Fibromyalgia is an often misunderstood and mis-diagnosed condition that can cause severe, debilitating pain and disability for sufferers. Until now, a definite cause of fibromyalgia has been a mystery, although it has been linked to trauma, stress, depression and co-morbidity with other diseases.
But now researchers at the University of Michigan Health System have discovered a link between fibromyalgia and a specific brain molecule. The molecule is glutamate, which is a neurotransmitter. Researchers found that when glutamate levels decreased, so did the severity of pain.
Previous studies have shown that fibromyalgia sufferers had increased activity in some brain regions, namely the insula. Neurons in these patients are more active in this part of the brain and researchers hypothesize that more activity among these neurons might be related to the level of glutamate in this region.
To gauge the linkage between pain and glutamate, the researchers used a non-invasive brain imaging techinique called proton magnetic resonance spectroscopy (H-MRS). H-MRS was performed once before and once following a four-week course of acupuncture or “sham” acupuncture.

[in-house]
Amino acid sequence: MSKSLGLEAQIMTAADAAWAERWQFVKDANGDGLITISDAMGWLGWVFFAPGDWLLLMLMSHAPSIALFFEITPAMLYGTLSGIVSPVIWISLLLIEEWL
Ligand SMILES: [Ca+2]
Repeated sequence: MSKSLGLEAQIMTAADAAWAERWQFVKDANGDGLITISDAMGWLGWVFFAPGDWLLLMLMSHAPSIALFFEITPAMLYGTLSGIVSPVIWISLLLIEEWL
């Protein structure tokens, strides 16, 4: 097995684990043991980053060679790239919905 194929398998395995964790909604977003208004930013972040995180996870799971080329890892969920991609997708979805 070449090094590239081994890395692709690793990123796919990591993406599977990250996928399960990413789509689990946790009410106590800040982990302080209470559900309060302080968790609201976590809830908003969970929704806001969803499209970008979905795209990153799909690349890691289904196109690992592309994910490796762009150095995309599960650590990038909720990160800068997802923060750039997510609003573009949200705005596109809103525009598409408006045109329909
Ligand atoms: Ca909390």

Researchers used either acupuncture or sham acupuncture to reduce pain symptoms. The sham procedure involved using a sharp device to prick the skin in order to mimic real acupuncture sensations.
Following the four weeks of treatment, both clinical and experimental pain reported were reduced significantly. More importantly the reduction in both pain outcomes was linked with reductions in glutamate levels in the insula: patients with greater reductions in pain showed greater reductions in glutamate. This suggests that glutamate may play a role in this disease and that it could potentially be used as a biomarker of disease severity.
University of Michigan - Pain in fibromyalgia is linked to changes in brain molecule